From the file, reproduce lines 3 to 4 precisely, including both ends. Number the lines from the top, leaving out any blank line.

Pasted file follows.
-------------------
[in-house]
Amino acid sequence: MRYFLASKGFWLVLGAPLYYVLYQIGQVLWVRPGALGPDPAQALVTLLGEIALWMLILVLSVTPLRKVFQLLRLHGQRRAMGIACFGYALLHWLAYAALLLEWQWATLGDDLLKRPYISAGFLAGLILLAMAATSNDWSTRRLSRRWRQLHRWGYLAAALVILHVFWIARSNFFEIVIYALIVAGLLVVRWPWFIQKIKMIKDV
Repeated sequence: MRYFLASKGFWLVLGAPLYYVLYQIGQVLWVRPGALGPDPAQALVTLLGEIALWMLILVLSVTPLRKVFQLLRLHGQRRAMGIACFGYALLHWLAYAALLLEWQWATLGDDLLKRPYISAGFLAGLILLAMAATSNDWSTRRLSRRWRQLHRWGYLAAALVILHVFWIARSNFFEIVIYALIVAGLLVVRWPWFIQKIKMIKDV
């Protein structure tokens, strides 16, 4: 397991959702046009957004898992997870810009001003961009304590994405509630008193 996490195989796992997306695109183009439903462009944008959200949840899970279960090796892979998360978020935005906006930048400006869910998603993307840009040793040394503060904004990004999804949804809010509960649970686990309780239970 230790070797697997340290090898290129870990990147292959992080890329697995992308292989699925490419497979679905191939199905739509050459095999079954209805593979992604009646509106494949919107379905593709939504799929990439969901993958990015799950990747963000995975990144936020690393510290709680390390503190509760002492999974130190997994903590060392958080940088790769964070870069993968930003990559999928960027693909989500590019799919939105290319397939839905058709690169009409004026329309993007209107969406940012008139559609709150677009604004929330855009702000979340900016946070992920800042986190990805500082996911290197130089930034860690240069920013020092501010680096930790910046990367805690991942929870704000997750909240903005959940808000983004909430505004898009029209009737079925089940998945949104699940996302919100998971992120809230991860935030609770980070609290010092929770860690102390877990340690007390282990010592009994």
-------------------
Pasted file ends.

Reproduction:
Repeated sequence: MRYFLASKGFWLVLGAPLYYVLYQIGQVLWVRPGALGPDPAQALVTLLGEIALWMLILVLSVTPLRKVFQLLRLHGQRRAMGIACFGYALLHWLAYAALLLEWQWATLGDDLLKRPYISAGFLAGLILLAMAATSNDWSTRRLSRRWRQLHRWGYLAAALVILHVFWIARSNFFEIVIYALIVAGLLVVRWPWFIQKIKMIKDV
């Protein structure tokens, strides 16, 4: 397991959702046009957004898992997870810009001003961009304590994405509630008193 996490195989796992997306695109183009439903462009944008959200949840899970279960090796892979998360978020935005906006930048400006869910998603993307840009040793040394503060904004990004999804949804809010509960649970686990309780239970 230790070797697997340290090898290129870990990147292959992080890329697995992308292989699925490419497979679905191939199905739509050459095999079954209805593979992604009646509106494949919107379905593709939504799929990439969901993958990015799950990747963000995975990144936020690393510290709680390390503190509760002492999974130190997994903590060392958080940088790769964070870069993968930003990559999928960027693909989500590019799919939105290319397939839905058709690169009409004026329309993007209107969406940012008139559609709150677009604004929330855009702000979340900016946070992920800042986190990805500082996911290197130089930034860690240069920013020092501010680096930790910046990367805690991942929870704000997750909240903005959940808000983004909430505004898009029209009737079925089940998945949104699940996302919100998971992120809230991860935030609770980070609290010092929770860690102390877990340690007390282990010592009994």